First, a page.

The ONLY Three Ways To Grow Your Business
At the start of the 1990's De La Soul released a song entitled, 'Three is the magic number', whilst three referred to the number of members in the band, when it comes to business, three is indeed a magic number.
There are only ever three types of sales:
There are also only three ways to grow your business:
Volume, frequency and spend. That's it.
Whether you are in the business-to-business market or business-to-consumer, if you want to grow your business these are the three critical metrics that you need to focus on improving and the adoption of a few simple strategies can help you do just that.
Increase awareness: Growing your customer base is critical to any start up and small company. Many entrepreneurs believe that one of the key factors hampering their growth is that their target audience just doesn't know that they exist and if they just had bigger budgets they could advertise more and build greater awareness, faster. I'm afraid that's just not true, it's simply an excuse. Success is not determined by the size of a marketing budget, but by smart, creative strategies.
There is a tendency to believe that it is pretty hard to get featured in mainstream media these days, by this I mean on TV, radio and in national papers, if you're relatively unknown. However, I was once given the greatest insight from a top journalist; newsrooms are often desperate for stories as the news channels are on 24 hours a day, which is a lot of airspace to fill! If you can help deliver something topical and relevant and you suggest your angle to the newsroom, chances are you'll get featured. Why? Because most people do not do this!
As with anything in life, if you take action, you get results
Increase distribution: Expanding and extending where and how your products and services are distributed is a great way to acquire new customers. However, if you are just starting out, getting stocked by major distributors is no mean feat, they squeeze margins and hold all the power and the decision making process takes a lot longer than you think. So think laterally and explore other routes to market. Once you're more established you will then have better bargaining chips. Consider joint venture partnerships with companies targeting the same niche as you and leverage their route to market.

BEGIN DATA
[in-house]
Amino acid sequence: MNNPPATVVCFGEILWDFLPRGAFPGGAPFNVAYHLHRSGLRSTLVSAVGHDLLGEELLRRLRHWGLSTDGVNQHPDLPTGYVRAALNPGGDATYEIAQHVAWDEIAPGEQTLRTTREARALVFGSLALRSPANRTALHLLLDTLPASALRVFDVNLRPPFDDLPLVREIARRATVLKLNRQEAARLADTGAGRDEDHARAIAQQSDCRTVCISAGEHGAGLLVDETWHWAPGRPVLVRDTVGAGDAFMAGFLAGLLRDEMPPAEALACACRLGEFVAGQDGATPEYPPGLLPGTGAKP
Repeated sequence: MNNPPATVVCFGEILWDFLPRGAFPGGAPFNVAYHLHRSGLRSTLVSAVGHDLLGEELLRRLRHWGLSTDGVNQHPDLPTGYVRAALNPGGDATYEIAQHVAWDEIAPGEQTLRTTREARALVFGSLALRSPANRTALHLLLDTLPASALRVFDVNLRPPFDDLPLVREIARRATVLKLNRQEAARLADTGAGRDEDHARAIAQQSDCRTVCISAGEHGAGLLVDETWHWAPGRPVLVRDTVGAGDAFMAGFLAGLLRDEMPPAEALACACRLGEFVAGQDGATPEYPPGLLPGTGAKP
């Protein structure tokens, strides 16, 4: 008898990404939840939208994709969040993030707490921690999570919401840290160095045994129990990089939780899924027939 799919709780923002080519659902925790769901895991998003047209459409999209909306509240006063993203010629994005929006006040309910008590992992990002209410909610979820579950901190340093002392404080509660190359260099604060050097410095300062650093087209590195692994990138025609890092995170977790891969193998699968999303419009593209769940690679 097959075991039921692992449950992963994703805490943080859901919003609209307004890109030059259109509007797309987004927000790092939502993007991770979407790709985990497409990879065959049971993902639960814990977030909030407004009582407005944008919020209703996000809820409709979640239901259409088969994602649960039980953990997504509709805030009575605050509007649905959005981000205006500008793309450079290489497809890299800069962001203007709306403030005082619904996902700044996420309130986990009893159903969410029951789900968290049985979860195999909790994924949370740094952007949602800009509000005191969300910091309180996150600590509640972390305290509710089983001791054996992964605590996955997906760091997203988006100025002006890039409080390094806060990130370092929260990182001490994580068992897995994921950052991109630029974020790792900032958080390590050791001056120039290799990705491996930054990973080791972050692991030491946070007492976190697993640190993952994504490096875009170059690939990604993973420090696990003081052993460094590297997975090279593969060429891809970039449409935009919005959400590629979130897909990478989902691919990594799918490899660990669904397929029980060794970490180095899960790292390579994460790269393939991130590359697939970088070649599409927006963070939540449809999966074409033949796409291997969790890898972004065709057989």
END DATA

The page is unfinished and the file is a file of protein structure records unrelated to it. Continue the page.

It's really important to analyse purchasing patterns to identify the frequency that your customers buy your products and services. You need to understand not only the difference between your light, medium and heavy buyers, but also why your heavies use, or consume so much more than your lights. These insights can help you to create strategies to move your lights to mediums and your mediums to heavies. That's the theory anyway, but in reality it is a bit more complicated than that!
Frequent communication: One of the biggest ways to drive up frequency of purchase is actually one of the easiest. Frequent communication. Just because someone has bought from you once or twice, there is no guarantee that that they will buy from you again. You need to build a relationship and show that you care through regular communication that helps you to stay top of mind.
Increase volume of usage per occasion: Could you increase the amount of your product that gets used each time? Toothpaste manufacturers have been known to widen the opening so that a larger amount is consumed each time someone brushes their teeth. Axe deodorants for men launched the 'Spray more, get more' campaign that encouraged teenage boys to liberally apply the deodorant all over their body, not just under their arms, to increase their success with the opposite sex. Sounds incredulous, but it was very successful at increasing frequency of purchase! Hay-fever remedy manufacturers encouraged sufferers to start taking their products before the hay-fever season kicked in, as a preventative measure. Naturally they had to continue taking them through the season too. What could you do in your business? Does the 'prevention is better than cure' tactic apply to you? Could you introduce a sharing occasion like Wrigley's gum with their 'Great to chew, even better to share' campaign from years ago?